People are sometimes surprised to find that writing well depends upon a number of different skill sets and that the writing itself sometimes represents the perfect icing on a very substantial cake. A typical corporate newsletter project, for example, might require a dozen or more articles around a specific theme. What does that involve? Let’s take a look:
- Good “big picture” capability. As a corporate communications copywriter, I need to be able to grasp the importance of the project at hand in terms of the company’s overall priorities, goals, plans and culture. As I work through the project, I need to continually monitor my progress to ensure I am consistently on track.
- Good organizational skills. While every article I write is unique, and some stories are more complicated than others, I might have to contact as many as four or five people to get the information and quotes I need to craft an accurate and interesting article. Depending on how busy people are, this might take as many as three or four phone calls or email touches apiece. Fortunately, I’ve been able to develop a system for tracking the research trail to make sure I hit my deadlines.
- Good interview skills. The people I approach for information in the corporate world are busy. Spending time with a writer who wants information for the company newsletter is not always something people leap to do, much as they realize it will provide their department with support and exposure at the corporate level. Out of respect for other people’s valuable time, I’ve had to become very proficient at interviewing: I get as much information as quickly as possible, I conduct the interview in a professional and courteous fashion, and then I let people get on with their work. Sometimes I need to make a repeat call for clarification or additional detail, but these connections are generally very focused and straightforward, and, therefore, very quick.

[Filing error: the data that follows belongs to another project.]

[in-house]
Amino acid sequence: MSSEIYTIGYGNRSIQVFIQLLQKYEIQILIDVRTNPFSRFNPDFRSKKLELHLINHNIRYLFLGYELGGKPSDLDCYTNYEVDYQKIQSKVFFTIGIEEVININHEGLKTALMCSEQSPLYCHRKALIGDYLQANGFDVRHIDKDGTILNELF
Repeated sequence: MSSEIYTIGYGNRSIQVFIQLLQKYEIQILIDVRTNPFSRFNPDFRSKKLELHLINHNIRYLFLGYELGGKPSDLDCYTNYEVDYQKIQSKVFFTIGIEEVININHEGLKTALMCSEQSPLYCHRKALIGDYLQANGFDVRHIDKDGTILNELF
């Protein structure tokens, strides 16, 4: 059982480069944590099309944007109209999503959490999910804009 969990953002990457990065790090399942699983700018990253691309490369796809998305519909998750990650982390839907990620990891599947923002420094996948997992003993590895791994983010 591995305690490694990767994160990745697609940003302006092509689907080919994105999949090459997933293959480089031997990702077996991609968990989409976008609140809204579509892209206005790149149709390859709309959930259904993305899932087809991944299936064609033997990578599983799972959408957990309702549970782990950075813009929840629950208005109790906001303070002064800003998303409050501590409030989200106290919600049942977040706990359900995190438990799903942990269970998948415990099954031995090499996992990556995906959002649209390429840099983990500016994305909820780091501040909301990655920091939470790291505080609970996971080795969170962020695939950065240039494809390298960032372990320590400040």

- Accountability. Every director of communications has their own working style but when it comes to hiring a freelancer, they all have one thing in common: they want to know the work is getting done and that it’s getting done properly. Some folks want a daily check-in by email, some like a phone call every few days and others appreciate a weekly summary of what’s been happening — but everybody needs the reassurance that comes from knowing the writer they’ve hired is on top of things.
- Last but not least, writing skills. If everything has unfolded smoothly at every other stage of the newsletter process, then the writing itself will be more accurate and coherent as a result. And while the writing skills seem to be the skill on display in the finished product, they are actually the result of a larger collection of skills that work together to enhance the final product.
Corporate communications writing is highly enjoyable for folks like me and I love my job. But what do you think? Have I missed any details that you feel are important? Please leave a comment below!
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